Zais Flexibility? For Whom?

Update on Post:  Immediately after sounding the alarm below on Zais’ proposed changes to Regulation 43-205  I started making my own phone calls to all S.C. School Board members and found that the meeting on Wednesday will be in the Policy and Legislation Committee rather than before the whole Board .  Click here for members of that committee and the Agenda for Oct. 9. 

The South Carolina Superintendent of Education Mick Zais proposals to modify Regulation 43-205 are to be considered at the State Board of Education meeting on October 9 at 1:00 pm in the Rutledge Conference Center in Columbia.  Superintendent Zais’s avowed purpose for the proposals he is to present is to grant “flexibility” to public schools.  What a cruel choice of words for giving more flexibility to cut even further our legislature’s inadequate support for public education and to expand the continuing attack for funding we do have under the evil guise of “choice”.

When I examined the items included in Reg. 43-205 the original items seemed to be close to the assurances that I and other principals complete at the start of each school year asserting that our schools are in compliance with state law in providing these guarantees determined by the state to offer our children the “minimally adequate education” promised in the South Carolina Constitution and formalized in the Education Finance Act of 1977.  These assurances I checked set limits on class sizes, determined that school teachers and principals should be trained and certified for the jobs they carried out.  Education, training and ratio of number of positions relative to size of school were specified for these as well as guidance counselors, and librarians, and teachers’ aides.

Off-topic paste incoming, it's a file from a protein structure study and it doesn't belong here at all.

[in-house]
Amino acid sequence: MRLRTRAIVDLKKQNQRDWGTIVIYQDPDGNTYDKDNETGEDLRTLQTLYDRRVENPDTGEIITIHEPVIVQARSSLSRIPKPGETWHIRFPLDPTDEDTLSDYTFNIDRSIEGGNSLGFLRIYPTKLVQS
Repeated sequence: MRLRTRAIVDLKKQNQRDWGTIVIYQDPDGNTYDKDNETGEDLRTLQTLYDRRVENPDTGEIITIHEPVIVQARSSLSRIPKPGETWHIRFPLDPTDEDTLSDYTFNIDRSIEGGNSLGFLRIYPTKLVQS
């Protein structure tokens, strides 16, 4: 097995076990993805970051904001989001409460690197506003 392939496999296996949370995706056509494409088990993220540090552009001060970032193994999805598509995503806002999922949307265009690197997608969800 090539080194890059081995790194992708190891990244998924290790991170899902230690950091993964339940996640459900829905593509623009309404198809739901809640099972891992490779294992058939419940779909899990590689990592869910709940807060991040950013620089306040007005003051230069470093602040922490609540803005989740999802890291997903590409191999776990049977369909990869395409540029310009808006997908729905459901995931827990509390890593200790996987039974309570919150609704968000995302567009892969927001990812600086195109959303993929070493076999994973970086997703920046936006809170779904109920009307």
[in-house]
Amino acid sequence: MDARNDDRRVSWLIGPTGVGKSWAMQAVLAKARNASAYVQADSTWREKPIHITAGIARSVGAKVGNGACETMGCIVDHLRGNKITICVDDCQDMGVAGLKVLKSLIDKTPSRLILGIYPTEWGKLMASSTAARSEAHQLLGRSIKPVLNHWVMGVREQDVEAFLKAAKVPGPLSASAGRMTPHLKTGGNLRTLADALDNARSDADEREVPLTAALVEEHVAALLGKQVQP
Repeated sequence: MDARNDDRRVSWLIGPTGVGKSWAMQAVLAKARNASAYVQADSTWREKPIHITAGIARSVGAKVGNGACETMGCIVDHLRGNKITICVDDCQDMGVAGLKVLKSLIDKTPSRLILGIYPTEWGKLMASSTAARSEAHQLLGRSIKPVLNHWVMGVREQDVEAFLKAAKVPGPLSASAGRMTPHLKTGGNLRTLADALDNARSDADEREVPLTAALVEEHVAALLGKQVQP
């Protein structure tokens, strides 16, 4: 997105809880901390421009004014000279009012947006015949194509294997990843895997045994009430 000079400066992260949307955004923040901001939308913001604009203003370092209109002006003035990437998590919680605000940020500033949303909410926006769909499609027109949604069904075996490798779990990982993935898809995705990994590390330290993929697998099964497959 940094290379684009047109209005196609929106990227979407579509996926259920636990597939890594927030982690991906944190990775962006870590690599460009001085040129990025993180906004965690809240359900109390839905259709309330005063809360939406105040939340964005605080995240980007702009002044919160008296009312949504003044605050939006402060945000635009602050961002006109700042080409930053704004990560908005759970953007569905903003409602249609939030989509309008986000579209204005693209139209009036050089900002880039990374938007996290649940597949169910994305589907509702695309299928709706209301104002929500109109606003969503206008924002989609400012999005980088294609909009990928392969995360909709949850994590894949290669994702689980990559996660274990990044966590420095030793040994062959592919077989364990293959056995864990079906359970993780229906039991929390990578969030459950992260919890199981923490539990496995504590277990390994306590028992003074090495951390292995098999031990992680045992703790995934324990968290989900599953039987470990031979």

All of these assurances will be gone if Zais has his way.  Schools of less than 400 students will not have to have a certified principal, only an unspecified “individual” certified in something.  Would Zais agree that MD’s or dentists in small practices do not need to be certified as skilled in their professions?  Do lawyers, unless their clients are numerous enough, not have to have passed the state bar exam?  These conclusions appear to be reasonable applications of his reasoning.